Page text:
V. THE NUN OF THE TEMPLE OF AMIDA
Meanwhile, the theatres were celebrating the war after a much more complete fashion. It is no exaggeration to say that almost every episode of the campaign was repeated upon the stage. Actors even visited the battlefields to study scenes and backgrounds, and fit themselves to portray realistically, with the aid of artificial snowstorms, the hardships of the army in Manchuria. Every gallant deed was dramatized almost as soon as reported. The death of the bugler Shirakami Genjiro(1); the triumphant courage of Harada Jiukichi, who scaled a rampart and opened a fortress gate to his comrades; the heroism of the fourteen troopers who held their own against three hundred infantry; the successful charge of unarmed coolies upon a Chinese battalion, - all these and many other incidents were reproduced in a thousand theatres. Immense illuminations of paper lanterns, lettered with phrases of loyalty or patriotic cheer, celebrated the success of the imperial arms, or gladdened the eyes of soldiers going by train to the field. In Kobe, - constantly traversed by troop-trains, - such illuminations continued night after night for weeks together; and the residents of each street further subscribed for flags and triumphal arches.
But the glories of the war were celebrated also in ways more durable by the various great industries of the country. Victories and incidents of sacrificial heroism were commemorated in porcelain, in metal-work, and in costly textures, not less than in new designs for envelopes and note-paper. They were portrayed on the silk linings of haori(2), on women's kerchiefs of chirimen(3), in the embroidery of girdles, in the designs of silk shirts and of children's holiday robes, - not to speak of cheaper printed goods, such as calicoes and toweling. They were represented in lacquer-ware of many kinds, on the sides and covers of carven boxes, on tobacco-pouches, on sleeve-buttons, in designs for hairpins, on women's combs, even on chopsticks. Bundles of toothpicks in tiny cases were offered for sale, each toothpick having engraved upon it, in microscopic text, a different poem about the war. And up to the time of peace, or at least up to the time of the insane attempt by a soshi(4) to kill the Chinese plenipotentiary during negotiations, all things happened as the people had wished and expected.
But as soon as the terms of peace had been announced, Russia interfered, securing the help of France and Germany to bully Japan. The combination met with no opposition; the government played jiujutsu, and foiled expectations by unlooked-for yielding. Japan had long ceased to feel uneasy about her own military power. Her reserve strength is probably much greater than has ever been acknowledged, and her educational system, with its twenty-six thousand schools, is an enormous drilling- machine. On her own soil she could face any foreign power. Her navy was her weak point, and of this she was fully aware. It was a splendid fleet of small, light cruisers, and splendidly handled. Its admiral, without the loss of a single vessel, had annihilated the Chinese fleet in two engagements, but it was not yet sufficiently heavy to face the combined navies of three European powers; and the flower of the Japanese army was beyond the sea. The most opportune moment for interference had been cunningly chosen, and probably more than interference was intended. The heavy Russian battle-ships were stripped for fighting; and these alone could possibly have overpowered the Japanese fleet, though the victory would have been a costly one. But Russian action was suddenly checked by the sinister declaration of English sympathy for Japan. Within a few weeks England could bring into Asiatic waters a fleet capable of crushing, in one short battle, all the iron-clads assembled by the combination. And a single shot from a Russian cruiser might have plunged the whole world into war.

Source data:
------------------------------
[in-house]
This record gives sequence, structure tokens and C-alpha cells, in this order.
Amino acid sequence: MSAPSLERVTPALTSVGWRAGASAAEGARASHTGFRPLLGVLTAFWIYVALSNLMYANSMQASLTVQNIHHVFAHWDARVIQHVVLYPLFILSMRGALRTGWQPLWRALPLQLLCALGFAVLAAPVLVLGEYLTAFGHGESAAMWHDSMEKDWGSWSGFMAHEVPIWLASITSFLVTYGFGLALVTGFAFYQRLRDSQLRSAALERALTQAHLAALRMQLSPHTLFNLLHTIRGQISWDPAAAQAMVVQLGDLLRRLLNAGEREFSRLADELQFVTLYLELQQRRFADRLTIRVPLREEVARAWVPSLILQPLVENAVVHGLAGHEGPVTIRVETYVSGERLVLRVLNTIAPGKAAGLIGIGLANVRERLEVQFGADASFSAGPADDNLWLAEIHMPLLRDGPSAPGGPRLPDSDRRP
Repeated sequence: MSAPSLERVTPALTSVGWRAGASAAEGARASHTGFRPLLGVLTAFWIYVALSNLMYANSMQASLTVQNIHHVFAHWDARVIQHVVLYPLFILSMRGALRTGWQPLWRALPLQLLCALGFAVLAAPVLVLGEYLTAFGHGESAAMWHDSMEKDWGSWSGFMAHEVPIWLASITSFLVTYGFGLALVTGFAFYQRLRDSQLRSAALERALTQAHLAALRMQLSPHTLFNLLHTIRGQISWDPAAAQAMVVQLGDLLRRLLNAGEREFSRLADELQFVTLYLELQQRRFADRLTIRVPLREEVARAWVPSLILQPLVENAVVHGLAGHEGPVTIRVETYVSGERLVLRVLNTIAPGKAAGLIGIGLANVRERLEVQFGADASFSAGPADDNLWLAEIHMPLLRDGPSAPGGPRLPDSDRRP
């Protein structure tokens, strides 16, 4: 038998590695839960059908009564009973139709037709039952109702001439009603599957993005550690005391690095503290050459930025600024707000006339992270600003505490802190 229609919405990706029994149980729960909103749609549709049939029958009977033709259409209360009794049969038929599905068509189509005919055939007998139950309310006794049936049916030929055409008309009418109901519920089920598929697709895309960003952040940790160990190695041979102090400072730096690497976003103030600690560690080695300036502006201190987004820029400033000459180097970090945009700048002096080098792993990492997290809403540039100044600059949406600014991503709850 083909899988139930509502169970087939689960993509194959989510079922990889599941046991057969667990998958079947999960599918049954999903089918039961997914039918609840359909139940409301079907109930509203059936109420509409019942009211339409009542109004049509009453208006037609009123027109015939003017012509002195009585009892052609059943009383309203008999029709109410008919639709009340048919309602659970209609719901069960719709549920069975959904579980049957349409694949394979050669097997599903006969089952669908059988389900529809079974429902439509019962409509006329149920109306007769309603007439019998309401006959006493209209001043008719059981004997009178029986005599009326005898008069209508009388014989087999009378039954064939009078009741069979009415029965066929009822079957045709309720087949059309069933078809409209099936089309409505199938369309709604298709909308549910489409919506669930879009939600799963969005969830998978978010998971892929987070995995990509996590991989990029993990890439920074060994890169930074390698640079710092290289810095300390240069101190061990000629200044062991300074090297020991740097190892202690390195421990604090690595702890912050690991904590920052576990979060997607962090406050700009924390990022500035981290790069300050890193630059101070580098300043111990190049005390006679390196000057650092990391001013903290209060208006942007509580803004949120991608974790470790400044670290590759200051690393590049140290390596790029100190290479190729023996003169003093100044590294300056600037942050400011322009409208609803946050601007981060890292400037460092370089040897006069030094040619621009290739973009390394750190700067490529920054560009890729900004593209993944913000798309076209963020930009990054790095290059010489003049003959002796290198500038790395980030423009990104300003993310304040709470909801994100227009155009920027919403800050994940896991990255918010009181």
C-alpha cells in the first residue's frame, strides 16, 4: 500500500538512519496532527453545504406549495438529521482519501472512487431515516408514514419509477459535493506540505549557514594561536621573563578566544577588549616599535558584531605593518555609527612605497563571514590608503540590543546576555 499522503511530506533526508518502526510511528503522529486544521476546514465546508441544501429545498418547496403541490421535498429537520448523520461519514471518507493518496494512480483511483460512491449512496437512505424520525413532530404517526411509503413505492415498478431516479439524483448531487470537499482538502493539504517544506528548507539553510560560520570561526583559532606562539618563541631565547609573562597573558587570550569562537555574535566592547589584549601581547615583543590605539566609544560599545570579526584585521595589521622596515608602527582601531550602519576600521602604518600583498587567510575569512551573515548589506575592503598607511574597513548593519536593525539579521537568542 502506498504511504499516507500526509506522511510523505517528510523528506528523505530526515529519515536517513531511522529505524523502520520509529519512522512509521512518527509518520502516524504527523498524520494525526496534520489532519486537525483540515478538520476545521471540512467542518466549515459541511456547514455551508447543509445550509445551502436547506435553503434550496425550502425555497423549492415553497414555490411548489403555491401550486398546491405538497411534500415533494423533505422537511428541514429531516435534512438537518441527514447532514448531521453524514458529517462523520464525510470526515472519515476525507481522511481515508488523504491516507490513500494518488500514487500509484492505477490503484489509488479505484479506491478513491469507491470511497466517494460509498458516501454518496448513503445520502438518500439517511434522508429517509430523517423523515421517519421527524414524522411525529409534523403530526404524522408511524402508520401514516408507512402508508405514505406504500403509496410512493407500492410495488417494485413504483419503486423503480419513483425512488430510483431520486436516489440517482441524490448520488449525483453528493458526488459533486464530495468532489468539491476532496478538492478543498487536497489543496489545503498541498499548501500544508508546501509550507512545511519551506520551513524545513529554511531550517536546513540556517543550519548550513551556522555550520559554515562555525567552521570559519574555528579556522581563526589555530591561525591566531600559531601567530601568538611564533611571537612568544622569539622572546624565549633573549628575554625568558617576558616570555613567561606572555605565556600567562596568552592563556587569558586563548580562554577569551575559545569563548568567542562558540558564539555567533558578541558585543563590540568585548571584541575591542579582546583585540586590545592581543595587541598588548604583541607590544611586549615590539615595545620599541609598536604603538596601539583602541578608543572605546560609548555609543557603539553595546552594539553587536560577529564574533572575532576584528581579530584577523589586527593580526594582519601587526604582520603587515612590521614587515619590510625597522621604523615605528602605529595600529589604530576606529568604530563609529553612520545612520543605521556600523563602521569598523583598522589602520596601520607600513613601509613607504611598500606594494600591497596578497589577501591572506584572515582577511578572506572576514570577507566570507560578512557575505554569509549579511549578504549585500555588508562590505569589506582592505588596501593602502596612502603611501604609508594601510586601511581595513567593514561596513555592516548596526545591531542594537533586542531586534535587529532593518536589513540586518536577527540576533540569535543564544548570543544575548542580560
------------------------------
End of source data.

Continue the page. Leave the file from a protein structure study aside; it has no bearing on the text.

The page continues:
But in the Japanese navy there was a furious desire to battle with the three hostile powers at once. It would have been a great fight, for no Japanese commander would have dreamed of yielding, no Japanese ship would have struck her colors. The army was equally desirous of war. It needed all the firmness of the government to hold the nation back. Free speech was gagged; the press was severely silenced; and by the return to China of the Liao-Tung peninsula, in exchange for a compensatory increase of the war indemnity previously exacted, peace was secured. The government really acted with faultless wisdom. At this period of Japanese development a costly war with Russia could not fail to have consequences the most disastrous to industry, commerce, and finance. But the national pride has been deeply wounded, and the country can still scarcely forgive its rulers.
(1) At the battle of Song-Hwan, a Japanese bugler named Shirakami Genjiro was ordered to sound the charge (suzume). He had sounded it once when a bullet passed through his lungs, throwing him down.. His comrades tried to take the bugle away, seeing the wound was fatal. He wrested it from them, lifted it again to his lips, sounded the charge once more with all his strength, and fell back dead. I venture to offer this rough translation of a song now sung about him by every soldier and schoolboy in Japan: -
(After the Japanese military ballad, Rappa-no-hibiki.) Easy in other times than this Were Anjo's stream to cross; But now, beneath the storm of shot, Its waters seethe and toss.
In other time to pass that stream Were sport for boys at play; But every man through blood must wade Who fords Anjo to-day.
The bugle sounds; - through flood and flame Charges the line of steel; - Above the crash of battle rings The bugle's stern appeal.
Why has that bugle ceased to call? Why does it call once more? Why sounds the stirring signal now More faintly than before?